The monastic community of Mount Athos, revered as the Garden of the Virgin Mary, has long been recognized as the heart of Eastern Orthodox spirituality. This pan-Orthodox sanctuary has been inhabited by monks since the 4th century. For more than a thousand years, it has been a place of refuge from an unstable, tumultuous, and materialistic world. Today more than ever its Byzantine-era monasteries, its ancient footpaths through stately old forests, and the elders who carry on the ancient tradition of offering counsel, insight, and blessing to all comers, are a critically important spiritual resource. In the present world, Mount Athos remains a sacred space where time slows down, paced by bells, church services and times of prayer. Now a recognized as a World Heritage Site, The Holy Mountain draws pilgrims, Orthodox and others, from all over the world, seeking spiritual regeneration and rediscovery of lost communion with the divine.
Even this refuge is not immune from the problems of our world, however. The Athonite fathers of today are confronting worsening threats of forest fire and violent storms, the Greek fiscal crisis, and the current pandemic, all while bearing their responsibility for preservation of an Orthodox heritage of iconographic art, manuscripts, and monastic buildings. The Athonite Community depends upon the faithful and upon world governments in their efforts to protect and preserve this sanctuary.
In 1990, the Friends of Mount Athos (FoMA) was organized in the United Kingdom to support the well-being of the Athonite monasteries. It quickly began welcoming American members. The Society is known worldwide today, both for its services in support of the Holy Mountain and its programs supporting pilgrimage – its yearly expeditions to maintain the ancient footpaths, its superb maps for guiding pilgrims on those paths, and its Pilgrims’ Guide for planning pilgrimages.
Returning from a pilgrimage in 2014, a Greek American sought to make a donation as a way to give something back in appreciation and thanks for the spiritual renewal he had experienced there. The process was neither easy, nor tax-deductible. Returning two years later, he was approached by the monk in charge of administration for one of the monasteries. Their discussion turned to the looming financial challenges facing the monasteries as a result of the economic crisis in Greece.
This conversation inspired him to meet with FoMA’s American Membership Secretary, where he learned that an effort was under way to establish a 501(c)(3) foundation. That meeting turned out to be the final catalyst needed to launch an American initiative – The Mount Athos Foundation of America. MAFA was incorporated in 2016 and received its 501(c)(3) tax-exempt status from the IRS in 2018.
MAFA’s mission is to promote an understanding of, and provide benefit to, the monastic community of Mount Athos on several fronts: Heritage - restoration and preservation of historic monuments and artifacts; Understanding - fostering knowledge and appreciation for the monastic communities, and; Operations - aiding the 20 monasteries and their dependencies in times of need to sustain monastic life.
To carry out its mission, MAFA works cooperatively with the Athonite Community and The Mount Athos Center in Thessaloniki, Greece, as well as with organizations and foundations in the United States and abroad that share similar interests. MAFA is now actively soliciting tax-deductible donations.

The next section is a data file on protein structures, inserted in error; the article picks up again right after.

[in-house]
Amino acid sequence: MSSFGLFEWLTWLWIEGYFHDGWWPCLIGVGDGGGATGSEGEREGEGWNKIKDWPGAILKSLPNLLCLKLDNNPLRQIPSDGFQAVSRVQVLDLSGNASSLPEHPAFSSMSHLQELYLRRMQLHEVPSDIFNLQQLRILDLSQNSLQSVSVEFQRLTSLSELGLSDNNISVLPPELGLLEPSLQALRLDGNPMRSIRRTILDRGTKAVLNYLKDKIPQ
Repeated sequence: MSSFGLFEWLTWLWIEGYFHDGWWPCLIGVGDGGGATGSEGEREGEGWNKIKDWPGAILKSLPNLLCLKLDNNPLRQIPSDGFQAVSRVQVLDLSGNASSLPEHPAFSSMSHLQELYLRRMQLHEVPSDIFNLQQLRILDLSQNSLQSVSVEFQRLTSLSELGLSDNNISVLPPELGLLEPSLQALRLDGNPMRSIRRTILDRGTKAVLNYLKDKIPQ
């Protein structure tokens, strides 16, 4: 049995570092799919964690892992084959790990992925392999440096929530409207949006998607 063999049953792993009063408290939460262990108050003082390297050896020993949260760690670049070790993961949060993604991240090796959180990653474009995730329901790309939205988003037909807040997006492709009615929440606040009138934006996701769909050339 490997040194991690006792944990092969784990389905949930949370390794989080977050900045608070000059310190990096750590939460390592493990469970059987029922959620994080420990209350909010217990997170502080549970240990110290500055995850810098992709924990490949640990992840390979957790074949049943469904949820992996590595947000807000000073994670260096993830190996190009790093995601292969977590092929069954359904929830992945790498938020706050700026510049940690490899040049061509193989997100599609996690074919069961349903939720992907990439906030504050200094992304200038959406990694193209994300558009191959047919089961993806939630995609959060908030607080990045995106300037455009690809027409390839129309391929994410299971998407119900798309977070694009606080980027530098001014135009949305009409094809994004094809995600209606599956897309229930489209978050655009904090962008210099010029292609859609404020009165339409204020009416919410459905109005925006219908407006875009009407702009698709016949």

MAFA’s executive committee have an ambitious plan: to build an endowment that would enable MAFA to be a steady and reliable support for the Holy Mountain in times of need, like the recent economic crisis in Greece, times when normal sources of funding are depleted or unavailable. But in the course of the Foundation’s first two years, before they could even begin the task of endowment-building, one critical need arose after another. The fledgling foundation found itself raising funds to respond to these critical needs.
In just two years, MAFA has been able to provide financial support toward:
- a FoMA project to restore the historic Axion Estin cell, which had been falling into ruin,
- emergency repairs at the Grigoriou Monastery following a fire that destroyed the Monastery’s electromechanical facility last summer,
- a feasibility study for an ecologically sound footpaths restoration project at Simonopetra Monastery, in the course of which a damaging recent storm demonstrated the effects of climate change and the need for the careful planning that the study would provide,
- MAFA travel grants to support Athos-related theological and historical research by several young scholars and theologians, and
- critically needed equipment and medical supplies for the recently completed Mount Athos Health Center for the diagnosis and treatment of COVID-19 among monks and pilgrims.
In September, MAFA will be launching its first annual fund drive, culminating in MAFA’s Patronal festival on November 21st, the celebration of the Presentation of the Virgin in the Temple.
This Feast Day commemorates how Mary committed herself totally to God as a young child as she was brought to the Temple in Jerusalem to remain there to be prepared for her role as the Bearer of God (Theotokos) – foreshadowing how a monk/nun leaves the world to commit himself/herself to monastic life.
MAFA plans to use these funds both to meet immediate needs in the year ahead and to start building the endowment that will provide for reliable, sustained support for the Holy Mountain in the future. MAFA encourages all who share an appreciation for the Holy Mountain to get involved by joining the Friends of Mount Athos (athosfriends.org/joining-foma/) and by learning more about the Mount Athos Foundation of America and its mission. Additional information can be found on www.mountathosfoundation.org.